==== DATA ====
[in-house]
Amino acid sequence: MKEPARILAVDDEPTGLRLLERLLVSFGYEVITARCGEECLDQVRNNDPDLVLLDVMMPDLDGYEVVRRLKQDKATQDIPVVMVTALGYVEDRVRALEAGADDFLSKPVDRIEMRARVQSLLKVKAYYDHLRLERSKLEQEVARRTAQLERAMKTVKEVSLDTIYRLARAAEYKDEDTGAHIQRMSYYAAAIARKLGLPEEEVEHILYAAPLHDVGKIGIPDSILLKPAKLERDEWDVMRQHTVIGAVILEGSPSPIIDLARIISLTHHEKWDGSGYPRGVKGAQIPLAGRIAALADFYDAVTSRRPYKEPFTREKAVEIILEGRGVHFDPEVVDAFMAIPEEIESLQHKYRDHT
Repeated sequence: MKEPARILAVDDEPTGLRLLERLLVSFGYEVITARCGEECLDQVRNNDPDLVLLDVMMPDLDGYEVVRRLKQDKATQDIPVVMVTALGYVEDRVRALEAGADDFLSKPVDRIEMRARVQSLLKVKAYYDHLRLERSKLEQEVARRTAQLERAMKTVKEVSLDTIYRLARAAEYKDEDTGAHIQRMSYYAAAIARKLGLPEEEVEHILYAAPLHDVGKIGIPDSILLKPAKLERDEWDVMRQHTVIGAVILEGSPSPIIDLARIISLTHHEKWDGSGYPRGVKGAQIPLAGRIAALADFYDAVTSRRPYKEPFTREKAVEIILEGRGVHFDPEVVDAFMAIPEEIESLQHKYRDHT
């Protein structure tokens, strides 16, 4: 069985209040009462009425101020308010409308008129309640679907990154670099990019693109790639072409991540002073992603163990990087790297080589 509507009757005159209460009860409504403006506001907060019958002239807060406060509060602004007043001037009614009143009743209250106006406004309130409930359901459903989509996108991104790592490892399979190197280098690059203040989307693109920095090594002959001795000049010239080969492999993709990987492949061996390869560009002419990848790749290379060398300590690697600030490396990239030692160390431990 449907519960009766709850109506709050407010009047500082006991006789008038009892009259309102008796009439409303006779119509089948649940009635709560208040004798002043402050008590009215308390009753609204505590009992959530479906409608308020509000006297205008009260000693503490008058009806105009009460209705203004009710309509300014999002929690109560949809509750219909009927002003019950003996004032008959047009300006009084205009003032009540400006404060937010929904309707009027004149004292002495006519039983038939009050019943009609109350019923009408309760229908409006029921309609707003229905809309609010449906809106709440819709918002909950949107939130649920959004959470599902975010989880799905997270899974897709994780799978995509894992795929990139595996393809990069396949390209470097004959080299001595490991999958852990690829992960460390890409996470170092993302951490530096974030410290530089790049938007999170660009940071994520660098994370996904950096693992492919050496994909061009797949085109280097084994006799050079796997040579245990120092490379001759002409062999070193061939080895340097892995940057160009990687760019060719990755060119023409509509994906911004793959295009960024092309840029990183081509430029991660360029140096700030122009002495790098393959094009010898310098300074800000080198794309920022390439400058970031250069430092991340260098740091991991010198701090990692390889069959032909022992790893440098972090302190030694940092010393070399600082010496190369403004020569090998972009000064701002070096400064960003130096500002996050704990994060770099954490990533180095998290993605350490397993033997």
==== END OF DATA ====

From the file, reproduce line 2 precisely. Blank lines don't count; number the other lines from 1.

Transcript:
Amino acid sequence: MKEPARILAVDDEPTGLRLLERLLVSFGYEVITARCGEECLDQVRNNDPDLVLLDVMMPDLDGYEVVRRLKQDKATQDIPVVMVTALGYVEDRVRALEAGADDFLSKPVDRIEMRARVQSLLKVKAYYDHLRLERSKLEQEVARRTAQLERAMKTVKEVSLDTIYRLARAAEYKDEDTGAHIQRMSYYAAAIARKLGLPEEEVEHILYAAPLHDVGKIGIPDSILLKPAKLERDEWDVMRQHTVIGAVILEGSPSPIIDLARIISLTHHEKWDGSGYPRGVKGAQIPLAGRIAALADFYDAVTSRRPYKEPFTREKAVEIILEGRGVHFDPEVVDAFMAIPEEIESLQHKYRDHT